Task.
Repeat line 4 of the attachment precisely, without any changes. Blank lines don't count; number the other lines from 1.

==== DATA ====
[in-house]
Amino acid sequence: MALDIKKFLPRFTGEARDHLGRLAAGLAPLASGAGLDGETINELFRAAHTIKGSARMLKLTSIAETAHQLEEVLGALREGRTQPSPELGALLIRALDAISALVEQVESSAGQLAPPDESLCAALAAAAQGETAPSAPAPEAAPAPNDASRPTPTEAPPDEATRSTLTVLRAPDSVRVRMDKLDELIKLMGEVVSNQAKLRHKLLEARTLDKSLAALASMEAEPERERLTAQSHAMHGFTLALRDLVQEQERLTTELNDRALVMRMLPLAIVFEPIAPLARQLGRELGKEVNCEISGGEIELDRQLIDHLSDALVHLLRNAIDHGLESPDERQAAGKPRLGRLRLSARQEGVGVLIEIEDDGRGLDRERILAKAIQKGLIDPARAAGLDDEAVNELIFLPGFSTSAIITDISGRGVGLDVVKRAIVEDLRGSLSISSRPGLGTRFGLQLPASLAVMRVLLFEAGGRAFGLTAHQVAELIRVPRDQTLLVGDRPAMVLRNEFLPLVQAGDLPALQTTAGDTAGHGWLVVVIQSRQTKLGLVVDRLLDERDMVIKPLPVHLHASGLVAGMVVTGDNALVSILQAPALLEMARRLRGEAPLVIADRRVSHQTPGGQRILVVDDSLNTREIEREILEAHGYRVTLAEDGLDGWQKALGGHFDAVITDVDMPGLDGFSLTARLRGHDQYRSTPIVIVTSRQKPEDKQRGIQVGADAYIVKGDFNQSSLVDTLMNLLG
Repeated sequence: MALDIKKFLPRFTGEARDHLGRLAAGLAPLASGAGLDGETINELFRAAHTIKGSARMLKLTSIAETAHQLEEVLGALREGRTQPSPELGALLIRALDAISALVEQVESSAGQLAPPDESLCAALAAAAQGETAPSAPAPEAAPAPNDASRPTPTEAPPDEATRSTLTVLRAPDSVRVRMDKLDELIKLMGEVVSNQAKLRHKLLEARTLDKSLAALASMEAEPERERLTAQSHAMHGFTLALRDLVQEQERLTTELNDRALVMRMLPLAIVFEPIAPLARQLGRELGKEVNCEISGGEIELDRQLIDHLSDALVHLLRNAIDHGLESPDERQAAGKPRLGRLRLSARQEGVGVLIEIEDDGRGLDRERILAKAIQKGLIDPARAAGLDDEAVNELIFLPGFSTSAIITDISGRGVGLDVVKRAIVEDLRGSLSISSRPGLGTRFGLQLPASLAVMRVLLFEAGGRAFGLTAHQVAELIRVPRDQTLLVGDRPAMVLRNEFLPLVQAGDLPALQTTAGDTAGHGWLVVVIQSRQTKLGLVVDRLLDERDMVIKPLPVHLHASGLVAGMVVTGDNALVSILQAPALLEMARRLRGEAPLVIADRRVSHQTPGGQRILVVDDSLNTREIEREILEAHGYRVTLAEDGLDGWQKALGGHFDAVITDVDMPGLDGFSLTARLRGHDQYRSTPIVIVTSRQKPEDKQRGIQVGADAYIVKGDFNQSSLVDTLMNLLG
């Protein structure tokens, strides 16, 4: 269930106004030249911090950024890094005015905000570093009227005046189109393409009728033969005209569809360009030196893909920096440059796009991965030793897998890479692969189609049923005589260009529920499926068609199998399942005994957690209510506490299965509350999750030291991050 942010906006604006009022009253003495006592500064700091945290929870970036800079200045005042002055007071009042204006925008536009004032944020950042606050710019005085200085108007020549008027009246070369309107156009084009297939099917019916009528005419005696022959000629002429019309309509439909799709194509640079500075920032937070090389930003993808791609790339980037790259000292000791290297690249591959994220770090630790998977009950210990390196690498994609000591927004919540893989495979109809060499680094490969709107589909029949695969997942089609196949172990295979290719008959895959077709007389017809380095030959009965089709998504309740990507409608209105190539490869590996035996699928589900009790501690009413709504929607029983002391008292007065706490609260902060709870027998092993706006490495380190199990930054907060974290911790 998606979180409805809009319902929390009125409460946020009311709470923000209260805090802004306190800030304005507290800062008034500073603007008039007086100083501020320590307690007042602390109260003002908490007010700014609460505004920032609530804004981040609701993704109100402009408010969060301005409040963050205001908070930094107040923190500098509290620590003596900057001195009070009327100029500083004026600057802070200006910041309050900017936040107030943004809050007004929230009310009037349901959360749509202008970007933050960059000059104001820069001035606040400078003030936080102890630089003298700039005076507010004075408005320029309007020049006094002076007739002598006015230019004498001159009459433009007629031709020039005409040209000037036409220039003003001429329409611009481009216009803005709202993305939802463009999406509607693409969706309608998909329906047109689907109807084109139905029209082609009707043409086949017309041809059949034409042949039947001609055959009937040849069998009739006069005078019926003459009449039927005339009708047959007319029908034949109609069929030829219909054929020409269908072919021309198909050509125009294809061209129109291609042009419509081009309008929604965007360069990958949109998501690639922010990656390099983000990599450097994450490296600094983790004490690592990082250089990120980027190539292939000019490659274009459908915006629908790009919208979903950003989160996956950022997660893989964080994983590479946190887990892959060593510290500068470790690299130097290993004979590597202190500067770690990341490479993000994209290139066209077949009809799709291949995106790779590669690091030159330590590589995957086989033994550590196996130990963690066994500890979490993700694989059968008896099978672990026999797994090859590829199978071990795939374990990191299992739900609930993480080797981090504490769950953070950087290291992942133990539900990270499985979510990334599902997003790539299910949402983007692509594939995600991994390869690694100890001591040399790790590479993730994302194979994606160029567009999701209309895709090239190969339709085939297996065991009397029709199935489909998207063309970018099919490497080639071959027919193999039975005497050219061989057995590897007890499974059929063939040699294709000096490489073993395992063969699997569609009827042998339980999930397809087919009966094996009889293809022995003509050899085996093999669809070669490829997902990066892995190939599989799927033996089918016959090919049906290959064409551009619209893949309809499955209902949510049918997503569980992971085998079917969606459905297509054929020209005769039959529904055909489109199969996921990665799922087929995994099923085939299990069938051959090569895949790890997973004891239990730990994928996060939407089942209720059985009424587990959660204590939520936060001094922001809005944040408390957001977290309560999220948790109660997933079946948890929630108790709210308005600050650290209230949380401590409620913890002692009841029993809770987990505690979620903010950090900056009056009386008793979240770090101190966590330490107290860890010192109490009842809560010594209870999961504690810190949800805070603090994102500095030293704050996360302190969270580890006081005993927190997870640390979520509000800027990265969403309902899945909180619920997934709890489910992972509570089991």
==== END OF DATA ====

């Protein structure tokens, strides 16, 4: 269930106004030249911090950024890094005015905000570093009227005046189109393409009728033969005209569809360009030196893909920096440059796009991965030793897998890479692969189609049923005589260009529920499926068609199998399942005994957690209510506490299965509350999750030291991050 942010906006604006009022009253003495006592500064700091945290929870970036800079200045005042002055007071009042204006925008536009004032944020950042606050710019005085200085108007020549008027009246070369309107156009084009297939099917019916009528005419005696022959000629002429019309309509439909799709194509640079500075920032937070090389930003993808791609790339980037790259000292000791290297690249591959994220770090630790998977009950210990390196690498994609000591927004919540893989495979109809060499680094490969709107589909029949695969997942089609196949172990295979290719008959895959077709007389017809380095030959009965089709998504309740990507409608209105190539490869590996035996699928589900009790501690009413709504929607029983002391008292007065706490609260902060709870027998092993706006490495380190199990930054907060974290911790 998606979180409805809009319902929390009125409460946020009311709470923000209260805090802004306190800030304005507290800062008034500073603007008039007086100083501020320590307690007042602390109260003002908490007010700014609460505004920032609530804004981040609701993704109100402009408010969060301005409040963050205001908070930094107040923190500098509290620590003596900057001195009070009327100029500083004026600057802070200006910041309050900017936040107030943004809050007004929230009310009037349901959360749509202008970007933050960059000059104001820069001035606040400078003030936080102890630089003298700039005076507010004075408005320029309007020049006094002076007739002598006015230019004498001159009459433009007629031709020039005409040209000037036409220039003003001429329409611009481009216009803005709202993305939802463009999406509607693409969706309608998909329906047109689907109807084109139905029209082609009707043409086949017309041809059949034409042949039947001609055959009937040849069998009739006069005078019926003459009449039927005339009708047959007319029908034949109609069929030829219909054929020409269908072919021309198909050509125009294809061209129109291609042009419509081009309008929604965007360069990958949109998501690639922010990656390099983000990599450097994450490296600094983790004490690592990082250089990120980027190539292939000019490659274009459908915006629908790009919208979903950003989160996956950022997660893989964080994983590479946190887990892959060593510290500068470790690299130097290993004979590597202190500067770690990341490479993000994209290139066209077949009809799709291949995106790779590669690091030159330590590589995957086989033994550590196996130990963690066994500890979490993700694989059968008896099978672990026999797994090859590829199978071990795939374990990191299992739900609930993480080797981090504490769950953070950087290291992942133990539900990270499985979510990334599902997003790539299910949402983007692509594939995600991994390869690694100890001591040399790790590479993730994302194979994606160029567009999701209309895709090239190969339709085939297996065991009397029709199935489909998207063309970018099919490497080639071959027919193999039975005497050219061989057995590897007890499974059929063939040699294709000096490489073993395992063969699997569609009827042998339980999930397809087919009966094996009889293809022995003509050899085996093999669809070669490829997902990066892995190939599989799927033996089918016959090919049906290959064409551009619209893949309809499955209902949510049918997503569980992971085998079917969606459905297509054929020209005769039959529904055909489109199969996921990665799922087929995994099923085939299990069938051959090569895949790890997973004891239990730990994928996060939407089942209720059985009424587990959660204590939520936060001094922001809005944040408390957001977290309560999220948790109660997933079946948890929630108790709210308005600050650290209230949380401590409620913890002692009841029993809770987990505690979620903010950090900056009056009386008793979240770090101190966590330490107290860890010192109490009842809560010594209870999961504690810190949800805070603090994102500095030293704050996360302190969270580890006081005993927190997870640390979520509000800027990265969403309902899945909180619920997934709890489910992972509570089991």